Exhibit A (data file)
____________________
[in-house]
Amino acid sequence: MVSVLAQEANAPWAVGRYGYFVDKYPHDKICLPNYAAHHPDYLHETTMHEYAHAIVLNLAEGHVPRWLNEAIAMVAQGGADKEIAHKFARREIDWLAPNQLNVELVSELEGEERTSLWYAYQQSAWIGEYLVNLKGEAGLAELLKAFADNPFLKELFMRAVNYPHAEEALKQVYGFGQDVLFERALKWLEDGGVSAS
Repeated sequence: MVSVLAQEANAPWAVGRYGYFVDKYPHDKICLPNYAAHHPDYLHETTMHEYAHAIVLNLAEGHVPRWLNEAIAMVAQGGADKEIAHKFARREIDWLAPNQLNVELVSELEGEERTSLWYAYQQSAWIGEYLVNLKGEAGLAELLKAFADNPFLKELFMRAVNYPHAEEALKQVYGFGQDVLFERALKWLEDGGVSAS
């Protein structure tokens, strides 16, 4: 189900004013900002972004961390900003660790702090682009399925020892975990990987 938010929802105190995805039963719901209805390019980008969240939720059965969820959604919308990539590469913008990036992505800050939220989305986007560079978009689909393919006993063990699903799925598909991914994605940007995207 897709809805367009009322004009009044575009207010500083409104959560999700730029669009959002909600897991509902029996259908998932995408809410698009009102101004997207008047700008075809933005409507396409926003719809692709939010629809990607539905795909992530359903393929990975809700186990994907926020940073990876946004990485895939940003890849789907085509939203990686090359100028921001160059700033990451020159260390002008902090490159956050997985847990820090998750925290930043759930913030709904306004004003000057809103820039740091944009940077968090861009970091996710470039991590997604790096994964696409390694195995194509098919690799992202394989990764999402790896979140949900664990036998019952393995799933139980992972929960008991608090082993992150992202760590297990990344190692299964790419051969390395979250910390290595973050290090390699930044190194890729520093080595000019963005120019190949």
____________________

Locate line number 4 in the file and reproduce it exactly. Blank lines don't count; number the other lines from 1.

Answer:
């Protein structure tokens, strides 16, 4: 189900004013900002972004961390900003660790702090682009399925020892975990990987 938010929802105190995805039963719901209805390019980008969240939720059965969820959604919308990539590469913008990036992505800050939220989305986007560079978009689909393919006993063990699903799925598909991914994605940007995207 897709809805367009009322004009009044575009207010500083409104959560999700730029669009959002909600897991509902029996259908998932995408809410698009009102101004997207008047700008075809933005409507396409926003719809692709939010629809990607539905795909992530359903393929990975809700186990994907926020940073990876946004990485895939940003890849789907085509939203990686090359100028921001160059700033990451020159260390002008902090490159956050997985847990820090998750925290930043759930913030709904306004004003000057809103820039740091944009940077968090861009970091996710470039991590997604790096994964696409390694195995194509098919690799992202394989990764999402790896979140949900664990036998019952393995799933139980992972929960008991608090082993992150992202760590297990990344190692299964790419051969390395979250910390290595973050290090390699930044190194890729520093080595000019963005120019190949």